Never-Stop-LearningDo you appreciate being able to learn and grow? We have a great ability to learn anything with the help of the internet, youtube, connecting with others, etc. It is amazing!! We are only limited by what we do NOT do. Learn something new & guaranteed you will find a new zest for your life. You will begin to strive to seek out new things more often to enhance your life. You will learn and want to share with others around you. It is contagious! When we don’t seek out new things, we become stagnate and don’t grow. Take the time. It is worth it. Seek to learn something new each day, even if it is something small. You will fill it boost your day. I promise!

 

download_images_7191338321_healthcorner_banner_3Do you have balance? Mind. Body. Spirit. All come together as a whole.

Well, this is a small list, but a good start. Create your own list of things you are grateful for and begin to to truly live, love and see the things that make your life incredible.

Peace and love to you. -H

 

Exercise & its spin on depression

ImageIt’s the new year and every gym is busier than ever, so I thought this would be a good topic to talk about because it hits home with me. You always hear the benefits of exercise, but I am here to attest to the benefits it has on depression.

My husband has had swinging bouts with depression to a point where it almost ended his life & would have altered mine and my little girls forever. We struggled to find a solution that did not involve pills or long visits at a psych office, so he began working out. He began to feel better and even signed up and competed in numerous triathlons. It seems to be his magic, natural cure for the darkness. It brings out the hope of feeling good, the light that helps him deal with the stresses of life. I can literally see and feel a difference in him when he has not worked out for a week, his attitude, his irritability begin to creep in & I remind him gently that he needs to work out to feel better.

If you or someone you love struggles with depression or even a bad day, get them moving, get them doing something that will trigger the good chemicals in their body. I promise it will help.

Here are some good tips that I pulled from the Mayo clinic to help…

Try a happy hour to your health!

Depression and anxiety: Exercise eases symptoms

If you have depression or anxiety, you might find your doctor prescribing a regular dose of exercise in addition to medication or psychotherapy. Exercise isn’t a cure for depression or anxiety. But its psychological and physical benefits can improve your symptoms.

“It’s not a magic bullet, but increasing physical activity is a positive and active strategy to help manage depression and anxiety,” says Kristin Vickers-Douglas, Ph.D., a psychologist at Mayo Clinic, Rochester, Minn.

When you have depression or anxiety, exercising may be the last thing you think you can do. But you can overcome the inertia. Here’s a look at how exercise can ease symptoms of depression and anxiety. Plus, get realistic tips to get started and stick with exercising.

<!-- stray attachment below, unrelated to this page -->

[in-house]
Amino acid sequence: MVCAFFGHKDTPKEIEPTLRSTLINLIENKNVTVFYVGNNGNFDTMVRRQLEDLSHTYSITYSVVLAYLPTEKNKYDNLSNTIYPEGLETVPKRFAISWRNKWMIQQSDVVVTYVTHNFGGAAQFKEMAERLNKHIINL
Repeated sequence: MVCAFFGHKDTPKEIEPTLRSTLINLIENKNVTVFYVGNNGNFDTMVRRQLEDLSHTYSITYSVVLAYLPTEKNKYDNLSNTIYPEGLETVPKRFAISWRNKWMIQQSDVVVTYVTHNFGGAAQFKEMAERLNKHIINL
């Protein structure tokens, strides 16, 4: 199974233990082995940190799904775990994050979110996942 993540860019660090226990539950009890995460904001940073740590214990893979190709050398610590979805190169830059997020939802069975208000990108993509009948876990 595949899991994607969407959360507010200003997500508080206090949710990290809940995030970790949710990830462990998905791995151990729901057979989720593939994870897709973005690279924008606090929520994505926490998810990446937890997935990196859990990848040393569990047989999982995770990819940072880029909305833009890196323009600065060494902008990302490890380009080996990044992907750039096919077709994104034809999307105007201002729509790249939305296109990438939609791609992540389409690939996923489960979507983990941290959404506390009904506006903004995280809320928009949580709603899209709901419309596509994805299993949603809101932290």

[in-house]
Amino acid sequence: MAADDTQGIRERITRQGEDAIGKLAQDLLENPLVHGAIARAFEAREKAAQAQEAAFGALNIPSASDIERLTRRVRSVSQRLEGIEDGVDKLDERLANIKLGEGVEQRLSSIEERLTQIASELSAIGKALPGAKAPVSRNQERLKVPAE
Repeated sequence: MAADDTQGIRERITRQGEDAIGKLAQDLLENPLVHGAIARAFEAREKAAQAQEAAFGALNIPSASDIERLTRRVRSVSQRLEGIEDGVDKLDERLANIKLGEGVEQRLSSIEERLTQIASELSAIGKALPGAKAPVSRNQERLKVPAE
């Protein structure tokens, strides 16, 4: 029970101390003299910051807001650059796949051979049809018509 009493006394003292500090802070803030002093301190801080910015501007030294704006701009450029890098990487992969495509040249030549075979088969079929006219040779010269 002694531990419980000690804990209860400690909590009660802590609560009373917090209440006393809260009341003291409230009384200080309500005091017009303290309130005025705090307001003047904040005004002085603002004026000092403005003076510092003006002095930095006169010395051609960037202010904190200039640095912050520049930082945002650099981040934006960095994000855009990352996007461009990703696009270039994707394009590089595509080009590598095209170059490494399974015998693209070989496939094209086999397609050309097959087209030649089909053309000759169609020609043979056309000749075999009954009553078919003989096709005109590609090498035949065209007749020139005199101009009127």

How exercise helps depression and anxiety

Exercise has long been touted as a way to maintain physical fitness and help prevent high blood pressure, diabetes, obesity and other diseases. A growing volume of research shows that exercise also can help improve symptoms of certain mental conditions, such as depression and anxiety. Exercise also may help prevent a relapse after treatment for depression or anxiety.

Research suggests that it may take at least 30 minutes of exercise a day for at least three to five days a week to significantly improve symptoms of depression. However, smaller amounts of activity — as little as 10 to 15 minutes at a time — have been shown to improve mood in the short term. “So, small bouts of exercise may be a great way to get started if it’s initially too difficult to do more,” Dr. Vickers-Douglas says.

Just how exercise reduces symptoms of depression and anxiety isn’t fully understood. Researchers believe that exercise prompts changes in both mind and body.

Some evidence suggests that exercise postively affects the levels of certain mood-enhancing neurotransmitters in the brain. Exercise may also boost feel-good endorphins, release tension in muscles, help you sleep better and reduce levels of the stress hormone cortisol. It also increases body temperature, which may have calming effects. All of these changes in your mind and body can improve such symptoms as sadness, anxiety, irritability, stress, fatigue, anger, self-doubt and hopelessness.

If you exercise regularly but depression or anxiety still impairs your daily functioning, seek professional help. Exercise isn’t meant to replace medical treatment of depression or anxiety.

The benefits of exercise for depression and anxiety

Exercise has numerous psychological and emotional benefits when you have depression or anxiety. These include:

Confidence. Engaging in physical activity offers a sense of accomplishment. Meeting goals or challenges, no matter how small, can boost self-confidence at times when you need it most. Exercise also can make you feel better about your appearance and your self-worth.